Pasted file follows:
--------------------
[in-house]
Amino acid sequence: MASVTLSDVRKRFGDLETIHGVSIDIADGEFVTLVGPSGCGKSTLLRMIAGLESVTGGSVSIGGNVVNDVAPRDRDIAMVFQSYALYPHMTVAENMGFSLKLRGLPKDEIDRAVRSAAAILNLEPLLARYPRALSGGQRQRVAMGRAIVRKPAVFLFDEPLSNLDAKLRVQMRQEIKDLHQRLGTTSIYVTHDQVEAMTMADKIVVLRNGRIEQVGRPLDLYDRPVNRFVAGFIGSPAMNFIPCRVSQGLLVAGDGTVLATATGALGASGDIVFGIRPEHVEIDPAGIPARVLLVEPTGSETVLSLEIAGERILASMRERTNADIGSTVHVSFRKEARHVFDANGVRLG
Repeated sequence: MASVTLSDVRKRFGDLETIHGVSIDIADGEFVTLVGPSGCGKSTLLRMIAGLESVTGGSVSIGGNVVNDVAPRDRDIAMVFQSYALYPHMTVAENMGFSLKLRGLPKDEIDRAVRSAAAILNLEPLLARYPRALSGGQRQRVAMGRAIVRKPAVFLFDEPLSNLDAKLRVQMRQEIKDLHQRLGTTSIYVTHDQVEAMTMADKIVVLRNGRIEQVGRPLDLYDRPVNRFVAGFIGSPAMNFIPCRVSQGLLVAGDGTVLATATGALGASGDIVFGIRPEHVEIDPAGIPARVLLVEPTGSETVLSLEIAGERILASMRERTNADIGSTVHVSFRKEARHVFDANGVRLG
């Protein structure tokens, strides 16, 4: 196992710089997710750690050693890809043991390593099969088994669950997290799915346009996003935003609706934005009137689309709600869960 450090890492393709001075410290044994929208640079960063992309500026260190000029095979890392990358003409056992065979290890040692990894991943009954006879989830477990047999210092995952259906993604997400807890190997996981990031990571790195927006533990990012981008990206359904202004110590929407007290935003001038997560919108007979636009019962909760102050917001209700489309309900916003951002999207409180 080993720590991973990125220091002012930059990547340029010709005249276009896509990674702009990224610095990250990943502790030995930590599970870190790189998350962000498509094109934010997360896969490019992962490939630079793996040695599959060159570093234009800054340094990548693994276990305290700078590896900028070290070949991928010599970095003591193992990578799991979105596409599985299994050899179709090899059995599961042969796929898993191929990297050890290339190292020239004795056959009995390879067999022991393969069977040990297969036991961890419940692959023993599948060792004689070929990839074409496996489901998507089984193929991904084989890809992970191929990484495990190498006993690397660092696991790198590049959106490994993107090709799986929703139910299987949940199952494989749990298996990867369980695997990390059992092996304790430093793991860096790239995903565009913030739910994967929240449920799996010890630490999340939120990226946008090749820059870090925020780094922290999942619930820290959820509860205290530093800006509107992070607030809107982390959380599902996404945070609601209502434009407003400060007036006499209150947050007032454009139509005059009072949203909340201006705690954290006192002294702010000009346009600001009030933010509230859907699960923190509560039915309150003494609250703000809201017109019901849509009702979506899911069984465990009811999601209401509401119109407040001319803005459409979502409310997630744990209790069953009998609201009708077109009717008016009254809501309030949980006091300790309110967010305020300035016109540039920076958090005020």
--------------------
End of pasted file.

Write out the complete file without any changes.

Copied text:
[in-house]
Amino acid sequence: MASVTLSDVRKRFGDLETIHGVSIDIADGEFVTLVGPSGCGKSTLLRMIAGLESVTGGSVSIGGNVVNDVAPRDRDIAMVFQSYALYPHMTVAENMGFSLKLRGLPKDEIDRAVRSAAAILNLEPLLARYPRALSGGQRQRVAMGRAIVRKPAVFLFDEPLSNLDAKLRVQMRQEIKDLHQRLGTTSIYVTHDQVEAMTMADKIVVLRNGRIEQVGRPLDLYDRPVNRFVAGFIGSPAMNFIPCRVSQGLLVAGDGTVLATATGALGASGDIVFGIRPEHVEIDPAGIPARVLLVEPTGSETVLSLEIAGERILASMRERTNADIGSTVHVSFRKEARHVFDANGVRLG
Repeated sequence: MASVTLSDVRKRFGDLETIHGVSIDIADGEFVTLVGPSGCGKSTLLRMIAGLESVTGGSVSIGGNVVNDVAPRDRDIAMVFQSYALYPHMTVAENMGFSLKLRGLPKDEIDRAVRSAAAILNLEPLLARYPRALSGGQRQRVAMGRAIVRKPAVFLFDEPLSNLDAKLRVQMRQEIKDLHQRLGTTSIYVTHDQVEAMTMADKIVVLRNGRIEQVGRPLDLYDRPVNRFVAGFIGSPAMNFIPCRVSQGLLVAGDGTVLATATGALGASGDIVFGIRPEHVEIDPAGIPARVLLVEPTGSETVLSLEIAGERILASMRERTNADIGSTVHVSFRKEARHVFDANGVRLG
């Protein structure tokens, strides 16, 4: 196992710089997710750690050693890809043991390593099969088994669950997290799915346009996003935003609706934005009137689309709600869960 450090890492393709001075410290044994929208640079960063992309500026260190000029095979890392990358003409056992065979290890040692990894991943009954006879989830477990047999210092995952259906993604997400807890190997996981990031990571790195927006533990990012981008990206359904202004110590929407007290935003001038997560919108007979636009019962909760102050917001209700489309309900916003951002999207409180 080993720590991973990125220091002012930059990547340029010709005249276009896509990674702009990224610095990250990943502790030995930590599970870190790189998350962000498509094109934010997360896969490019992962490939630079793996040695599959060159570093234009800054340094990548693994276990305290700078590896900028070290070949991928010599970095003591193992990578799991979105596409599985299994050899179709090899059995599961042969796929898993191929990297050890290339190292020239004795056959009995390879067999022991393969069977040990297969036991961890419940692959023993599948060792004689070929990839074409496996489901998507089984193929991904084989890809992970191929990484495990190498006993690397660092696991790198590049959106490994993107090709799986929703139910299987949940199952494989749990298996990867369980695997990390059992092996304790430093793991860096790239995903565009913030739910994967929240449920799996010890630490999340939120990226946008090749820059870090925020780094922290999942619930820290959820509860205290530093800006509107992070607030809107982390959380599902996404945070609601209502434009407003400060007036006499209150947050007032454009139509005059009072949203909340201006705690954290006192002294702010000009346009600001009030933010509230859907699960923190509560039915309150003494609250703000809201017109019901849509009702979506899911069984465990009811999601209401509401119109407040001319803005459409979502409310997630744990209790069953009998609201009708077109009717008016009254809501309030949980006091300790309110967010305020300035016109540039920076958090005020």